After a decade of decline and policy neglect, this is suddenly the season of reviews affecting adult learners. Like number 38 buses, you wait for ages, and all of a sudden a rash of them appears at once. The independent review convened by Vince Cable has published an early report calling for a personal learning account – focused primarily on vocational courses. The Labour Party has a commission looking at further education, looking for practical recommendations to set alongside the Party’s promise to end tuition fees for undergraduate higher education. The Civic University Commission called for a revitalised focus on the civic responsibility of universities, for the wider education of civil society. The Centenary Commission on Adult Education, on which I am vice-chair, is inspired by the great report of the Ministry of Reconstruction’s Adult Education Committee, a hundred years ago, which argued (in capital letters in the original for emphasis!) that ‘ADULT EDUCATION IS A PERMANENT NATIONAL NECESSITY, AN INSEPARABLE ASPECT OF CITIZENSHIP, AND THEREFORE SHOULD BE UNIVERSAL AND LIFELONG’.
However, whilst we may hope to see creative contributions to policy thinking arising from each of the foregoing, the Augar report, which has finally been published, makes a powerful case for the attention of decision makers of all sorts. It is the first report that has paid serious attention to the overall shape of further and higher education, and makes a powerful case for a significant increase in investment in further education. It calls for the Government to re-instate the right to the building blocks of an educated workforce – a full first level 2 and to a first full level 3 qualification (broadly the equivalent of A levels). It then makes key recommendations that, taken together and if accepted, will lead to a more adult friendly further and higher education system:
‘The government should introduce a single lifelong learning allowance for tuition loans at Levels 4, 5 and 6, available for adults for adults aged 18 or over, without a publicly funded degree.’
Augar argues that this should be set at a rate equivalent to four years of loans at current HE, that it should be able to be taken in bite sized chunks over time, and that higher education should accommodate this by modularising courses, with each attracting credit, and developing intermediate Certificates at level 4 and Diplomas at Level 5. The result would be a much more adult friendly system. Along the way he recommends an end to the ‘ELQ’ rule, where since 2008 no public support could be offered to anyone seeking to study at the same or a lower level of qualification than their highest current level of qualification. At a stroke this would make re-skilling for changing economic circumstances more viable. On the plus side, too, the review endorses the aspirations of the National Retraining Scheme for an effective Careers Advice service.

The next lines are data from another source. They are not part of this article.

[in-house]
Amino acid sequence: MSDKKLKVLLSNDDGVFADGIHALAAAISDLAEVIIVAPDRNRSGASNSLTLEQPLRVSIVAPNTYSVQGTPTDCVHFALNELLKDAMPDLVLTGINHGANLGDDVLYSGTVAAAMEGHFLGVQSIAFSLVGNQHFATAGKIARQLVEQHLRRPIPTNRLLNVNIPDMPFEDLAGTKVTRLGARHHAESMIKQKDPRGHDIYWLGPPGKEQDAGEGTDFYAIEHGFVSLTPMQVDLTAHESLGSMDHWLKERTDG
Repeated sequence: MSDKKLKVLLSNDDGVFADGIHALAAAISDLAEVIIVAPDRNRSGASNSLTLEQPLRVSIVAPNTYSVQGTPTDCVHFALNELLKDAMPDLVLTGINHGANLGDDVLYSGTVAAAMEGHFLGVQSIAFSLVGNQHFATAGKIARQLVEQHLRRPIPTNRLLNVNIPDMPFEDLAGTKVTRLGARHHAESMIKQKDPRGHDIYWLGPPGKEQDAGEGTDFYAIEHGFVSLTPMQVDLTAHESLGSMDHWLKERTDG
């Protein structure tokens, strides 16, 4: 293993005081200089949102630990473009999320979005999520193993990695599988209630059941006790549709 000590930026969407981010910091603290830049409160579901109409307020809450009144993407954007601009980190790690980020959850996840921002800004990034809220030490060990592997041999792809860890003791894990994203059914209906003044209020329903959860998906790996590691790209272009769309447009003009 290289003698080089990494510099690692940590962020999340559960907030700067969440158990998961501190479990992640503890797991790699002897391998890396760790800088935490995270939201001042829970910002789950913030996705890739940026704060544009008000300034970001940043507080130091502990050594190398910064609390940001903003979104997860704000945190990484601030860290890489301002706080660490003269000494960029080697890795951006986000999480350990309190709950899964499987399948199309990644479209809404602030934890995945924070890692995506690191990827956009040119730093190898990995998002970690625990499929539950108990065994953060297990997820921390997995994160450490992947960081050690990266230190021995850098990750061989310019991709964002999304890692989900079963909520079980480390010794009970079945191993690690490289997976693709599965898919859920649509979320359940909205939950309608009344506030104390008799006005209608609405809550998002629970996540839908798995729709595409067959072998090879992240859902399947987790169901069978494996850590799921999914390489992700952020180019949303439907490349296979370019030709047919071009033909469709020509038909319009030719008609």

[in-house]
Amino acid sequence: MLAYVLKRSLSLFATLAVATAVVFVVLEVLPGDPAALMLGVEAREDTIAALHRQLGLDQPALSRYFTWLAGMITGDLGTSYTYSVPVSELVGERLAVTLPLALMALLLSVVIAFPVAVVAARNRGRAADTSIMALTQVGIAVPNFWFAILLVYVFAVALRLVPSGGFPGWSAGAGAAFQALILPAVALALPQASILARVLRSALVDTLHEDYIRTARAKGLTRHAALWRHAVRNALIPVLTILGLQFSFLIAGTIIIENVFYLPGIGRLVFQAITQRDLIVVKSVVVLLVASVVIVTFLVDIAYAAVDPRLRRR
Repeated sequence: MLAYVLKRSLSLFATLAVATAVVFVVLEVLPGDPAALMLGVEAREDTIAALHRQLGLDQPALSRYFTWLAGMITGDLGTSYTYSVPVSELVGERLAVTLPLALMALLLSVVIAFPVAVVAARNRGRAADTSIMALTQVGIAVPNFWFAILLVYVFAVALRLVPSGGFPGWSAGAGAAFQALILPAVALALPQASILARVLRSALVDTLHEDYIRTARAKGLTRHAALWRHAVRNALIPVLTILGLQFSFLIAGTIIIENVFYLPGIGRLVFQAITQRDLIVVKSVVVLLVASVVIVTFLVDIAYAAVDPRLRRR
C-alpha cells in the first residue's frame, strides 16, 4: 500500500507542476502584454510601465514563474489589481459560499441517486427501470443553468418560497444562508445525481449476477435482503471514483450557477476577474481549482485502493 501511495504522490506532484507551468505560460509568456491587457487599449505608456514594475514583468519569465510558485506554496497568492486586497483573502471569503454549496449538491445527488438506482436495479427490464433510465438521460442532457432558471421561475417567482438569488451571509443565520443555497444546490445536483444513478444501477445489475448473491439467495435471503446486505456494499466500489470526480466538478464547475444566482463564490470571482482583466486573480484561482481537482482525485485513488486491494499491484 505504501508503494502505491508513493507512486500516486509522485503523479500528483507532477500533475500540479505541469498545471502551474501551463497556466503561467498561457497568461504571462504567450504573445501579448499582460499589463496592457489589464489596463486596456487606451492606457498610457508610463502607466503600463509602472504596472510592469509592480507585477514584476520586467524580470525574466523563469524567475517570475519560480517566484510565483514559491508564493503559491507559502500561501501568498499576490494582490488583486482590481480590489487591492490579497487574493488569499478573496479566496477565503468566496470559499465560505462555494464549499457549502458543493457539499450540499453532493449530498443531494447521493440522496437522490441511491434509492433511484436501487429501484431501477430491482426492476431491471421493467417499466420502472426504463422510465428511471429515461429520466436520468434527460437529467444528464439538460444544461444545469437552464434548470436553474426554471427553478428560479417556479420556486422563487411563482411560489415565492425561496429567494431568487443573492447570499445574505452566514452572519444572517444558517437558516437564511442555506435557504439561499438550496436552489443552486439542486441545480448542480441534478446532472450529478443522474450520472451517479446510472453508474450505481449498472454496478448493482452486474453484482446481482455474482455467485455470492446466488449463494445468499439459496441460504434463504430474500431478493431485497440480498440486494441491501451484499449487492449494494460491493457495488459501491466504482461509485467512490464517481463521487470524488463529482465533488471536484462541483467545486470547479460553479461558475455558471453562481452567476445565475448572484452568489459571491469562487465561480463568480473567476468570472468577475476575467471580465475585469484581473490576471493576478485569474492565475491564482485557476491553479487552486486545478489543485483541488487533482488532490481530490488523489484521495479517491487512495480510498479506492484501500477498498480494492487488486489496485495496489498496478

So far, so very good. And yet. There is precious little in the report on the wider civic responsibility of post-school education. True, there is a little box in the higher education chapter that reviews the civic mission of higher education, and a short section, again in higher education, that looks at widening participation and outreach. In FE, it says that there is little or no evidence of the work of community education. It has, perhaps as a result, nothing to say about the challenge of motivating and engaging adults to participate, nor on the importance of outreach work, or of opportunities to put your toe in the water on a return to learning. Its singular focus on the economic benefits of investment in further and higher education do not stretch to evaluating the social (and for that matter economic benefits) of education focused on fostering well-being, or prolonging independence in older age – though the 2009 Government Foresight study on mental well-being makes that case powerfully.
Nor does the well-meaning commitment to lifelong learning loans review their viability for people in the later stages of their careers – unlike the case for a National Learning Entitlement of the sort my colleagues Tom Schuller, Tom Wilson and I made last year*. The understandable focus on filling the current void in provision of higher level technical education leads Augar, like Foster before him to argue for strengthening tariffs for higher level provision at the expense of the entry level courses many adults need. The report sets Foundation years in university against Access courses in HE. Certainly there is a case for harmonisation of funding, but just as HE is offered in colleges and FE level work in universities, links across the sector surely strengthen the possibilities of progression.
On distance education Augar is coy, leaving the Office for Students to address the funding needs of distance providers, whilst recognising their importance as part of the overall offer. Nothing comparable is said about distance providers like the National Extension College in further education.
All these caveats are important to recognise. Yet Augar has done a service overall, in calling for the balance of public investment to be tilted in favour of the half of young people, and millions of adults who don’t go to HE at 18 (though that central argument was ignored by most of the press). When OECD made a similar recommendation in its report on skills in England it was met with a deafening silence. I do hope Augar gets a better hearing. It deserves it.